You probably know them from hits such as “Run-Around” and “Hook,” but back in the day, Blues Traveler was an iconic band that brought blues rock and jam bands to the mainstream. After the unfortunate death of a bandmate, an internal reinvention, and several labels, they are back on the road with their most jam-ready album ever, Blow Up the Moon, which combines country, hard rock and other genres as only they can. They will be at Vinyl Music Hall on Oct. 18, bringing with them their unique live sounds, unpredictable stage presence, the hits of yesteryear and some new songs that may just surprise fans and casual listeners alike. Downtown Crowd caught up with Brendan Hill and chatted about all things Blues Traveler.
You’re coming up on 30 years; how have the sounds and inspirations changed since then?
Well our humble start was John Popper and I in a music program together. We later added Chan Kinchla and Bobby Sheehan in junior and senior year. In 1987, we decided to up and move to New York to purse our dream. It was perfect timing, too; this was right around the time the city repealed the cabaret law, which at the time prohibited clubs from playing live music if they didn’t have a license. So we got there just when live bar scene music was just becoming a thing. The music scene was so active. We learned how to hone our craft before pooling all our money together and made some road trips with some demo tapes. It wasn’t long before we were signed thanks to Phil Graham. He allowed us to open for people like Jerry Garcia and Santana. We lost our bass player, Bobby, in 1999. That was tough. We decided to carry on, though, with some new writers and a new style. On this latest record, we’ve brought in even more outside bands and collaborations. We’re like chameleons; we imitate our surroundings and try to be eclectic.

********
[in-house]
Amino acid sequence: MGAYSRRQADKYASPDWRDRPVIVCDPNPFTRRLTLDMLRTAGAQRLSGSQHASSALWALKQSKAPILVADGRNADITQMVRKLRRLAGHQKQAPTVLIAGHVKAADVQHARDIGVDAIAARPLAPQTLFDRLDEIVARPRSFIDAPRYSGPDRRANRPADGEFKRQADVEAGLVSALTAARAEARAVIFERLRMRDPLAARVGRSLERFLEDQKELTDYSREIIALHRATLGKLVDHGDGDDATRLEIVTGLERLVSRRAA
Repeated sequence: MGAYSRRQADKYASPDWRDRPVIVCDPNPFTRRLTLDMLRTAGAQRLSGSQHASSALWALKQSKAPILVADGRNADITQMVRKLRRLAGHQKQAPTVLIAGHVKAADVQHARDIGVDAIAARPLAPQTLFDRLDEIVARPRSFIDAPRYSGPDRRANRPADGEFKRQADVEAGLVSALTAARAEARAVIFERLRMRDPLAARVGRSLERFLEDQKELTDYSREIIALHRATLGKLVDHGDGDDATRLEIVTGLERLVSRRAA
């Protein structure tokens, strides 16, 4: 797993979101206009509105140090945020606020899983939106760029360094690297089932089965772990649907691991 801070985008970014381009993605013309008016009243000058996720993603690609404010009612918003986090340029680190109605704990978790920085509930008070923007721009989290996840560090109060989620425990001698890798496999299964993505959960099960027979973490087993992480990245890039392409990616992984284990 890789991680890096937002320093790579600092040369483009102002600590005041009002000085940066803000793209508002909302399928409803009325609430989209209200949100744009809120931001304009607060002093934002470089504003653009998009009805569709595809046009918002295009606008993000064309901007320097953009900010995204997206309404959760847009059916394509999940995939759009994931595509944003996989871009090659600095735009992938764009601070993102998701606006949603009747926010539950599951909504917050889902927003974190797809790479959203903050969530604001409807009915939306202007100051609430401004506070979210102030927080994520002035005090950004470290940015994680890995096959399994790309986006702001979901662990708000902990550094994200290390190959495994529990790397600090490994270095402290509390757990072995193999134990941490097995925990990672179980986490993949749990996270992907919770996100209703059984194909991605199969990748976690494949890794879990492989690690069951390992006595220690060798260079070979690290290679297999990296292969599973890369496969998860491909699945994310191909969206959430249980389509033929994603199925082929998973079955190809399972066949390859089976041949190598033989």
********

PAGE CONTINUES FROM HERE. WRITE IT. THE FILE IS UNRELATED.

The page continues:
You’re big on the live aesthetic of music, allowing fans to record and even selling recordings of the nightly performances; why is that?
We learn from our heroes, like the Grateful Dead and Allman Brothers. Those are guys who thrived on live music. Every show is a gathering or event. We embrace that and the bootleg nature of live shows. It was early bootlegs that allowed us to get more gigs, so it’s kind of in our DNA. I mean, music was live before it was ever recorded, and it’s really the bread and butter of the industry now. So I say, let people record it. There’s a lot of excitement around it and a lot happens that is unique to each performance, like different segways and such. That is exciting if you can watch it even if you’re not there.
What kind of vibe do you like to create at your shows?
You read the crowd really early on. You can tell from the venue if it’s a nice intimate theater, or a city park or an amphitheater. Plus, we each take a turn writing the set list. That allows each person to express themselves differently. They choose their songs and the order of their songs. People are going to rock sometimes, so let’s play the hits. In another area, we may want to get them up and dancing and engage them quickly, especially at places like state fairs where you may not be the primary reason people are there. So it depends on the venue. That’s what makes it fun. There’s nothing better in the world.
Do you write on the road?
On the one hand, it’s a constant process. You get inspired anywhere, so you may hum a few bars into your iPhone. But you also have writing and recording sessions, so we don’t write on the road that much. I find it’s useful to give your ear a little bit of a break. It’s better when you walk away from writing and then come back together.
You’ve done cameo appearances in some movies; do you want to do more extracurricular stuff like that?
We love challenging ourselves. When an opportunity comes to challenge ourselves, we never say no. There’s been some things that worked out really well and then some that don’t. There’s a whole audience out there that may have grown up after we had our big hits. If you can connect with people, it’s just about using every tool to get out there and be real and authentic while you’re doing it. That’s the heart of Blues Traveler.